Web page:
So, take a walk before you start an intense study session or use it as a break. Maybe listen to a recorded lecture while you’re walking about or review things you’ve studied in your headDo this before an exam too! It’s been proven by science. The study compared students who had aerobic exercise such as running or walking before a test and students who just sat quietly. It was found that the students who were active scored better than the other students.
2) Space Out Your Sessions
Again, stop it with the all night hours long study-athons! It doesn’t work! When you focus on one task too long, it is inevitable that your mind starts to wonder. Instead, take short intermittent breaks to refocus yourself. Research shows that taking short diversions vastly help keep us motivated and focused. However, getting the information you learned into long-term memory requires you to review it again after your break. What do I mean?
First let us introduce you, to the Ebbinghaus Forgetting Curve. Basically, information we learn declines in a rapid speed. However, Ebbinghaus himself discovered a way to combat this. You will have to repeat the learned information at particular intervals. This method is called space learning, short burst of study with shorter breaks. For example, 15-20 minute study sessions with two 10-minute breaks between the sessions.
However, you can’t just keep going through the same thing every 15 minutes. The key to good studying is not time spent studying but the time in between studying! You’ll have to work to recall the information with more and more time in between. Train your memory like muscle, just like with endurance training, it slowly gets stronger and stronger. The breaks internalize the knowledge and the repetition results in long-term memories being formed. Again, this method has proven to be very effective in schools.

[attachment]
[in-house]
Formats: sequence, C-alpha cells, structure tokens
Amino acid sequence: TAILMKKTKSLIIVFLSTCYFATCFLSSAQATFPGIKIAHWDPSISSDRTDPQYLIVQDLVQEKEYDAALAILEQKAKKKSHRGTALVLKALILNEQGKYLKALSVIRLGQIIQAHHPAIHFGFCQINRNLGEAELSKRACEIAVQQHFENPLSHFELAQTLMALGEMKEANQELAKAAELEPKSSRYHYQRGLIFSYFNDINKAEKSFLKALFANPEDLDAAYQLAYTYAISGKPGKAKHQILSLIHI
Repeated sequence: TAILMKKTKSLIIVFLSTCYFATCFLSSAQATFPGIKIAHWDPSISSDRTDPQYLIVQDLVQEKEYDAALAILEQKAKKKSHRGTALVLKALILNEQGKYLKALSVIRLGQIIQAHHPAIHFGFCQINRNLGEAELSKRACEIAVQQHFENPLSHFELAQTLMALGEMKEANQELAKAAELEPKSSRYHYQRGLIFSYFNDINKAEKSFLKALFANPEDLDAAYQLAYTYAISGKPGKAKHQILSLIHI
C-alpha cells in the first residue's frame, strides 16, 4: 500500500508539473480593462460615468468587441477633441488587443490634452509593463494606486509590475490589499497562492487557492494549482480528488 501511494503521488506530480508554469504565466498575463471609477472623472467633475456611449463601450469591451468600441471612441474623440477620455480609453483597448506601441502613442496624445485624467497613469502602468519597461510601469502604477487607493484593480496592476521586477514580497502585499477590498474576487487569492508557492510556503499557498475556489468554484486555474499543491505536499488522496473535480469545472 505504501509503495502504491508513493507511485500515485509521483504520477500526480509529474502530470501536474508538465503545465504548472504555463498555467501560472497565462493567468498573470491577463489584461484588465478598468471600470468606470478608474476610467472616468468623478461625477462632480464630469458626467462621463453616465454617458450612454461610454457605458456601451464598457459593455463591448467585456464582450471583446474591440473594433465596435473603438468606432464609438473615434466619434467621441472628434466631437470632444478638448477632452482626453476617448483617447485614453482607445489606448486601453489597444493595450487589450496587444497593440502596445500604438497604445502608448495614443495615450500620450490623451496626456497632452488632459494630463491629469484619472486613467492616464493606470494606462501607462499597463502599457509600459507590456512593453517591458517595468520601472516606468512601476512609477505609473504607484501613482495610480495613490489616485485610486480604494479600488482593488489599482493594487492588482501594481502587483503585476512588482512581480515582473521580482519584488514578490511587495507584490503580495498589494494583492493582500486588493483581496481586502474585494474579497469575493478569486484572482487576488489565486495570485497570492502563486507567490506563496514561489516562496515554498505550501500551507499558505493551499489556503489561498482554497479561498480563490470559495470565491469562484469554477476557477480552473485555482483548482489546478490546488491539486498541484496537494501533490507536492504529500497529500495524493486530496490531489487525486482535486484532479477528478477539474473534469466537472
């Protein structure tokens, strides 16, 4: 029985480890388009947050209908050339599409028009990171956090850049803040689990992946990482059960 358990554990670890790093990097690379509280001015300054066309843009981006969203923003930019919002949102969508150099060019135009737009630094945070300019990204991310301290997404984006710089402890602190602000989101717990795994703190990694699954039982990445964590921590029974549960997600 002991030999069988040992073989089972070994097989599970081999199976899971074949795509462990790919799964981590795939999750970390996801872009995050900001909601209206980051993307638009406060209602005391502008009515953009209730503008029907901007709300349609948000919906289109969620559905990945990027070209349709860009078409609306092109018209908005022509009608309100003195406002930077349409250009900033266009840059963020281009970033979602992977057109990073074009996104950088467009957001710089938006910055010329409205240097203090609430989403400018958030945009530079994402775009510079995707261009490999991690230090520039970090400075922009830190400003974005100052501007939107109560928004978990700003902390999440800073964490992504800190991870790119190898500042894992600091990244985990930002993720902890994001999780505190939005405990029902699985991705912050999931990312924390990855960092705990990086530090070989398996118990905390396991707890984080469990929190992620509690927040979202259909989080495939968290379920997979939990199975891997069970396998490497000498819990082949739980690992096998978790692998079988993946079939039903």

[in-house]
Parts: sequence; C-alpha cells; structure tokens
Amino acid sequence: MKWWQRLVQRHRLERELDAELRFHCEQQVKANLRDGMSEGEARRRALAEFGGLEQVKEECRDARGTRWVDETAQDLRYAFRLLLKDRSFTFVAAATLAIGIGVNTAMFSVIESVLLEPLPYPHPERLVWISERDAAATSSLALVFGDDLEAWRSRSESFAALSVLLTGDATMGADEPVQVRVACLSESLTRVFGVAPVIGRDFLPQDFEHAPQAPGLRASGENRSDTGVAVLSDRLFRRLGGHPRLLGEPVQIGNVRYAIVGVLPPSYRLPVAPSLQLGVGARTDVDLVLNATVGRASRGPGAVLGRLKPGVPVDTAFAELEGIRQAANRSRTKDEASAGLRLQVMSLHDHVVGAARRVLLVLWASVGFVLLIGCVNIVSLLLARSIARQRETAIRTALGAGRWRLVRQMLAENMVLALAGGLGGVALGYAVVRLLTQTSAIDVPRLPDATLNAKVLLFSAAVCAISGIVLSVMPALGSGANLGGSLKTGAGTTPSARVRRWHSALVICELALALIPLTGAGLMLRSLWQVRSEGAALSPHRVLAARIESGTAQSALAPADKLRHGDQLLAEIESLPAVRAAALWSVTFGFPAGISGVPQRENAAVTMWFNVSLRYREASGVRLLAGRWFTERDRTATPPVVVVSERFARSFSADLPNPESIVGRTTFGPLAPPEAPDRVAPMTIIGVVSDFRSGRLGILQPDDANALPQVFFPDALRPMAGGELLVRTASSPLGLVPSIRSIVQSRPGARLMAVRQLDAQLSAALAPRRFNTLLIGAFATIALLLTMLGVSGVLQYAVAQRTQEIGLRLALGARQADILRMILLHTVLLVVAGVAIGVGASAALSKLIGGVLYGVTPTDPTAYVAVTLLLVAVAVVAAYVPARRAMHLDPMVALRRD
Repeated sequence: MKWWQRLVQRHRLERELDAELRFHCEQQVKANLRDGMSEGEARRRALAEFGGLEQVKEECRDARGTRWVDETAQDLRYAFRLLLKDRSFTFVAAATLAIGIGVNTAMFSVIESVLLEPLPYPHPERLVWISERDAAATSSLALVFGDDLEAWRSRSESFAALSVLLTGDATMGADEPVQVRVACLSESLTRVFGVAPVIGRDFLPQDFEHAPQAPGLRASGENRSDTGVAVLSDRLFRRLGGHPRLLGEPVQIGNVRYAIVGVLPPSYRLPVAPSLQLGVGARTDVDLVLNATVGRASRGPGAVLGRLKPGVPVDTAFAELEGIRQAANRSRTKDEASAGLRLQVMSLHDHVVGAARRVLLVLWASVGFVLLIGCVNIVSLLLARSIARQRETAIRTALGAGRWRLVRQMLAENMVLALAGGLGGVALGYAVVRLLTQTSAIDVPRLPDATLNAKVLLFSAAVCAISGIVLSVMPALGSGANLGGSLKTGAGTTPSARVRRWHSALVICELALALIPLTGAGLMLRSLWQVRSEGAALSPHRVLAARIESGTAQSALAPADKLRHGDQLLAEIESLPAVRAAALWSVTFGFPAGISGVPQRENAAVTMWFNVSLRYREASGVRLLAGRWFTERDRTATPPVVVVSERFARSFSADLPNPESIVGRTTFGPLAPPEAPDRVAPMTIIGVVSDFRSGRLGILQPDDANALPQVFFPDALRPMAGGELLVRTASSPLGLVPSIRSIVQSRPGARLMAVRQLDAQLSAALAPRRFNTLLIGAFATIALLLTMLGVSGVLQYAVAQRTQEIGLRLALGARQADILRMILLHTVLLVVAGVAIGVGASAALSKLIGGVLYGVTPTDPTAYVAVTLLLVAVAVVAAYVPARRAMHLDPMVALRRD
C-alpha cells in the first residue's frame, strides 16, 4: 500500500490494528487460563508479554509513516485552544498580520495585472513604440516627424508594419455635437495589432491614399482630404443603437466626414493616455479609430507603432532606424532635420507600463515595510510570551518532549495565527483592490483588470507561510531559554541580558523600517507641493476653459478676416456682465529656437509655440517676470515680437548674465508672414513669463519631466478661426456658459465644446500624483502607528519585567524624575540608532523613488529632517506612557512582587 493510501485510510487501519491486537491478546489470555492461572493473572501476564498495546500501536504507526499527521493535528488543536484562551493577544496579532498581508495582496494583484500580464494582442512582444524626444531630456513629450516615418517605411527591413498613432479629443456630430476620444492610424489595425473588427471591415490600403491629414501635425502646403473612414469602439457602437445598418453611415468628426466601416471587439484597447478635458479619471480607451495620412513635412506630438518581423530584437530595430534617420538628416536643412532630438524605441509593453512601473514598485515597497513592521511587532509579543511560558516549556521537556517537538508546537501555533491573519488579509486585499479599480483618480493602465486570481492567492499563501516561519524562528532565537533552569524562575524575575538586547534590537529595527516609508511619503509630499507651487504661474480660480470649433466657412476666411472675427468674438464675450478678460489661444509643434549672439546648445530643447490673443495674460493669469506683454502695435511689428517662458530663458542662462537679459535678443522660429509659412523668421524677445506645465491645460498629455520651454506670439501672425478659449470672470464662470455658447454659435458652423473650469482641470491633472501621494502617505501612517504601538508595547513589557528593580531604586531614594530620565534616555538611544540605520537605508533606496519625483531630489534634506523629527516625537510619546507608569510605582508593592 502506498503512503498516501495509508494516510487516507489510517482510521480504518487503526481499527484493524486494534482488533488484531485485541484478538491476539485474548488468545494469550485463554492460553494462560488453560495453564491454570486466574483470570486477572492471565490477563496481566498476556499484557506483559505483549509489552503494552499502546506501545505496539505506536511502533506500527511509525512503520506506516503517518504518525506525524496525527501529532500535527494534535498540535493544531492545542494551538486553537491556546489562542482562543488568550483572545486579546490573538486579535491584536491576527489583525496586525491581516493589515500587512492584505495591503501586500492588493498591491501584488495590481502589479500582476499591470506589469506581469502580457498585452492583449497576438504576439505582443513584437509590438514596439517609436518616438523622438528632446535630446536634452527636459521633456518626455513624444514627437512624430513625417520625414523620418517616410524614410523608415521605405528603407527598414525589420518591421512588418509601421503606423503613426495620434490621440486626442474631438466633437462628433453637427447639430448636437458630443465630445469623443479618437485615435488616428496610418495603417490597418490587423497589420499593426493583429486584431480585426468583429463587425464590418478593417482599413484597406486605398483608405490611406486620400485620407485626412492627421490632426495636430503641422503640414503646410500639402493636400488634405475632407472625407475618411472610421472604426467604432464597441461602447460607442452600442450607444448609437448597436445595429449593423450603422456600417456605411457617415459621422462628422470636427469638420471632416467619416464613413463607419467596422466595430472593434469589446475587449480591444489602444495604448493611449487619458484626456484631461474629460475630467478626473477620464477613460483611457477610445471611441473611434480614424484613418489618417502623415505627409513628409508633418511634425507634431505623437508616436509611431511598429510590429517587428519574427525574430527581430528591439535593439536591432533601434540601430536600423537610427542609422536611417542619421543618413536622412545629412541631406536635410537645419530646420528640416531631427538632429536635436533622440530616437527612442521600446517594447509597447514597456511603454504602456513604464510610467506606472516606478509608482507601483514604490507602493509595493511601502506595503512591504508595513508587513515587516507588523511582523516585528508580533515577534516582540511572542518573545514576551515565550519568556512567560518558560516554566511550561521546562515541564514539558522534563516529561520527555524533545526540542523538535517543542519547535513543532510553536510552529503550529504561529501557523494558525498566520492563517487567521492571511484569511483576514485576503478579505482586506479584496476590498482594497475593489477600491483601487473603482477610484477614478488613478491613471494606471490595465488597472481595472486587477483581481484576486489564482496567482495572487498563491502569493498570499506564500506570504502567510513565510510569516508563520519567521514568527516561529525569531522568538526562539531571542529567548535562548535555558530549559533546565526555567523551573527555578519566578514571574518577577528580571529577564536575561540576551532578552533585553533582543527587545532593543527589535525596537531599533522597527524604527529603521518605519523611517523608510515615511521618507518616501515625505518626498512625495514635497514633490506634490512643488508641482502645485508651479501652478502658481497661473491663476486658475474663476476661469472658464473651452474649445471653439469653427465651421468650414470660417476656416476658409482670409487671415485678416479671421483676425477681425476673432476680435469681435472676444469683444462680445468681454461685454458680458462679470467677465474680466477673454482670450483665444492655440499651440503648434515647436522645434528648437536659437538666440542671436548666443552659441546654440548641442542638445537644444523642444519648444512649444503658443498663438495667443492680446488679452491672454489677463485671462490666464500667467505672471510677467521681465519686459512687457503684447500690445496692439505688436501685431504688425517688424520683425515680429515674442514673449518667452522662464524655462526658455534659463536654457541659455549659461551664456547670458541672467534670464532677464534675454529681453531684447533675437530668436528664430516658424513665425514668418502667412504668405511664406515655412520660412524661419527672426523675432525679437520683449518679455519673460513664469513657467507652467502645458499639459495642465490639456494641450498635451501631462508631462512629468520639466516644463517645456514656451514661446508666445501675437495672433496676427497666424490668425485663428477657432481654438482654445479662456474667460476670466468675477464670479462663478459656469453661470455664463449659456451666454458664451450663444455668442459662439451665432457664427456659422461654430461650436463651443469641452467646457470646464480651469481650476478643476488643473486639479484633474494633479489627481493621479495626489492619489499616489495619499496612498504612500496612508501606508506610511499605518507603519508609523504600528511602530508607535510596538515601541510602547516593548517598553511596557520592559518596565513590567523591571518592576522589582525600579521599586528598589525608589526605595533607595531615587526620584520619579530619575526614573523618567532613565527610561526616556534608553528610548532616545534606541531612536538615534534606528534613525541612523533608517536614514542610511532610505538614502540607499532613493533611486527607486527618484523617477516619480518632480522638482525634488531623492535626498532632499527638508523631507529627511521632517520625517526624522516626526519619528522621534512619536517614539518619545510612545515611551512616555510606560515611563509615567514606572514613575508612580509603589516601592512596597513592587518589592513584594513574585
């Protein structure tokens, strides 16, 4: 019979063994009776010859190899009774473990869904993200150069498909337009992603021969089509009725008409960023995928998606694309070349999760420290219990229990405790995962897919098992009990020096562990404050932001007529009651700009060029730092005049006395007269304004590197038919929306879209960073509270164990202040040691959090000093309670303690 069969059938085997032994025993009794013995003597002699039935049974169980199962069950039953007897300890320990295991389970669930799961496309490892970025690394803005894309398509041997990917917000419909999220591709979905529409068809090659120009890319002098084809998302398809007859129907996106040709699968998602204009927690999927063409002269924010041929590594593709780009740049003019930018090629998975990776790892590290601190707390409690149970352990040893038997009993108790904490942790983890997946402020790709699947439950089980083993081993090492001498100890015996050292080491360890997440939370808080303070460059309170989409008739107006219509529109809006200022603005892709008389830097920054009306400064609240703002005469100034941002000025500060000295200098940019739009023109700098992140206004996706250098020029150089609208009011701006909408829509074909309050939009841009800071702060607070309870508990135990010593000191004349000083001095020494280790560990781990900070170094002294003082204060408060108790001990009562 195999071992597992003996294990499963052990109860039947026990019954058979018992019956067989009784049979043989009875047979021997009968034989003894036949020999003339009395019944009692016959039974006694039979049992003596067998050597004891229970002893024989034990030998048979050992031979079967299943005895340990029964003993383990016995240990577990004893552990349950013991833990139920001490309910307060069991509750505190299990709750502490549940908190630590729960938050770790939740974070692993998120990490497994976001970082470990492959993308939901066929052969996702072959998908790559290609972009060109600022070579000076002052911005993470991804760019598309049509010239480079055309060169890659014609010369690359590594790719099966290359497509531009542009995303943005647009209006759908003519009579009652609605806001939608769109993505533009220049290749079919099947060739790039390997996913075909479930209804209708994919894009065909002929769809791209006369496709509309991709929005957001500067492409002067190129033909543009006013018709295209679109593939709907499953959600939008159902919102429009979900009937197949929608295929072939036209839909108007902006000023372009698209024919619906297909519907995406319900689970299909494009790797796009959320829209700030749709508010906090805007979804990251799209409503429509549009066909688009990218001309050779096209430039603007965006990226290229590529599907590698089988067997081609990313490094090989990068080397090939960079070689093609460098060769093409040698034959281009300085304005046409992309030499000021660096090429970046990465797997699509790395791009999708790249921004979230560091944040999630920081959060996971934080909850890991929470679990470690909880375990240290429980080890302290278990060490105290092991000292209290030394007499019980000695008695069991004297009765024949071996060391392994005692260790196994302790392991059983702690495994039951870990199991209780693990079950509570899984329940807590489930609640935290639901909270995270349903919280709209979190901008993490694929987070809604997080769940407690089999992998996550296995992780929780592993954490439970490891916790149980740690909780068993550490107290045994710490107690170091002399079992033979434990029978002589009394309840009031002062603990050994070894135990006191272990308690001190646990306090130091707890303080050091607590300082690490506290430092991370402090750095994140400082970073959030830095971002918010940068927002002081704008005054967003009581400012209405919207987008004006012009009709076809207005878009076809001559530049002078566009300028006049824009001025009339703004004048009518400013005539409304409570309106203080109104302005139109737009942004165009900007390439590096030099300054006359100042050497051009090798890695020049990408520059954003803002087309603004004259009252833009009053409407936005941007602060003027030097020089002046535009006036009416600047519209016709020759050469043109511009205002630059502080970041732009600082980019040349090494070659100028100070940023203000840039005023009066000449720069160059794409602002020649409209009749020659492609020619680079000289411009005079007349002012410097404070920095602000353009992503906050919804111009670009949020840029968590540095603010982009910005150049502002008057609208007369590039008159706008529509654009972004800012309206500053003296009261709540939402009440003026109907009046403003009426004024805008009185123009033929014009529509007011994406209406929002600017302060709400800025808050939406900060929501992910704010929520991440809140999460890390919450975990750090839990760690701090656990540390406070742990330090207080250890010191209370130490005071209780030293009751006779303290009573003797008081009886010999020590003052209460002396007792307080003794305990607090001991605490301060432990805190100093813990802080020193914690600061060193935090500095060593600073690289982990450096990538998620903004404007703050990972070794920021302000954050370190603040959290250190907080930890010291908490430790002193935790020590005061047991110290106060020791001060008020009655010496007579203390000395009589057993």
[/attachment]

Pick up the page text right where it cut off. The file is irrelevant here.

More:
1) Be The Teacher
Yes! One of the best study hacks is to actually be the teacher! Well, not actually, just pretend to be. Teaching through studying has been proven by multiple studies to be one of the most effective learning methods. It is the best to know if you truly understand what you are studying. If you can’t teach something, you don’t fully understand it. You will identify the gaps in your knowledge.
It is another manifestation of the testing effect, the practice of retrieving information from memory. It also helps you organize your thoughts clearly and concisely. So, grab a friend and take turns ‘teaching’ each other. But it works even without an audience. One study found participants who taught a lesson alone while filmed retained more information than other participants. Hence, you can use your imagination and pretend to be teaching someone, presenting to them,testing them.
Studies have also indicated one of the reason older siblings are on average more high achieving is because they tutor their younger siblings. However, it’s more than tutoring. It’s the mindset it puts us in. It’s thinking about how the teacher would approach this. Forming question yourself and answering them yourself. This is actually a part of the most effective study hacks, metacognition (We’ve done a whole article about it, read it here) whereby thinking about thinking is the best way to learn.
At the end of the day though, study hacks will only help you so far. Good grades are a combination of effort and smart learning. Still, it doesn’t hurt to learn how to impress your professor too. Many factors contribute to excellence in academics.